Suggest you and I do shot from any old bottle and -- Cheers! -- I’ll drink to that.

And it’s not just hootch. I drink milk and enjoy orange, apple, cranberry, grapefruit and all the other juices.

When was the last time you had a swig of Hawaiian Punch? Me, I had one about a month ago.

And I drink Coke, Root Beer, Mountain Dew and all the other carbonated poisons they say are full of flame retardants. They say they’re bad for me, but I see many advantages for a modern man going through life more flame retardant.

I guzzle water all day long and try for digestive reasons to slam a pot of scalding tea -- hot water even -- after every meal believing it helps better disperse congealing belly contents.

So you have on this side me and the whole wide world of things that are mostly safe to drink and then on the other side you have coffee and vast multitudes of people way more productive than me.

So it’s been decades since I’ve woken up and smelled the coffee. My darling wife doesn’t drink coffee either.

She wakes up and being married to me can only dream of what it’s like to smell the coffee. Poor kid.

I can’t help it. A good, long, loud morning fart is sort of my way of clearing my throat and therefore an occupational necessity for any man who spends the day talking out his ass.

One study says 78 percent of coffee drinkers say it’s the first thing they think about upon waking up; 67 percent say they can’t function without it.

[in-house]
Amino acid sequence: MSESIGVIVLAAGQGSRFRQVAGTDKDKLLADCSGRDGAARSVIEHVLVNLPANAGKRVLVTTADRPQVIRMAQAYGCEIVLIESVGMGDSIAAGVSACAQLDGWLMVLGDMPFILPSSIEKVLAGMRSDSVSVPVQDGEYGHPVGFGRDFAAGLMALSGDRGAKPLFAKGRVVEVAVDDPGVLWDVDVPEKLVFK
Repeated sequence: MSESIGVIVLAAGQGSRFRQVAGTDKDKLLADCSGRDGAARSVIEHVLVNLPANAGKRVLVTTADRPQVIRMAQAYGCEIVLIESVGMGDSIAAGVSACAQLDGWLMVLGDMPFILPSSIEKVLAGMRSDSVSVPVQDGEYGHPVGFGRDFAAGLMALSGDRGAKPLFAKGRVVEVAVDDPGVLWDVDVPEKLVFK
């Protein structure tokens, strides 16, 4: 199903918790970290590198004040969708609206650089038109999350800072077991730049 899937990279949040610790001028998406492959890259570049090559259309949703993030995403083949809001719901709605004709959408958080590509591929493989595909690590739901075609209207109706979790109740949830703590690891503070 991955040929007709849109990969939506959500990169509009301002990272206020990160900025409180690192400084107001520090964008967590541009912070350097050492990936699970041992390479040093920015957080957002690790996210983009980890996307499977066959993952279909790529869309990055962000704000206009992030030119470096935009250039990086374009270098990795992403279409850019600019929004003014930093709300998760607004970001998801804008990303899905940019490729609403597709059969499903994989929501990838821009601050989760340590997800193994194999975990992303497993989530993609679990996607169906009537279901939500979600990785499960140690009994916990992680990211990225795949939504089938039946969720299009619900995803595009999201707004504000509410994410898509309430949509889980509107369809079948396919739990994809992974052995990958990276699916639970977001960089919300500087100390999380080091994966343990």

The only thing I’ve felt remotely like that about anything in the last 20 years is, I guess, “Breaking Bad.”

Would my life be different if I drank a little coffee?

I know on one hand I’d be even more impoverished. The average coffee drinker spends about $335.75 a year on coffee. But that seems low. Starbucks earned almost $15 billion in 2013.

Plus, there’s all that time making coffee, waiting in line for coffee, etc., and goofing off on coffee breaks.

That last point is likely moot with me. It’s felt like I’ve been on one long coffee break since 1992.

But would the caffein boost make me more efficient? Would I be super-charged? More stimulated?

I guess that’s one of the reasons I don’t want to engage in the coffee craze. If the world’s wired on coffee, then I guess I’m wifi.

I enjoy going through life under-stimulated.

It’s a safe bet that unlike me, not many coffee drinkers enjoy catnaps during long red lights. And I like to nap -- I’ve taken two quick naps during the time it’s taken me to write this far! It’s very refreshing.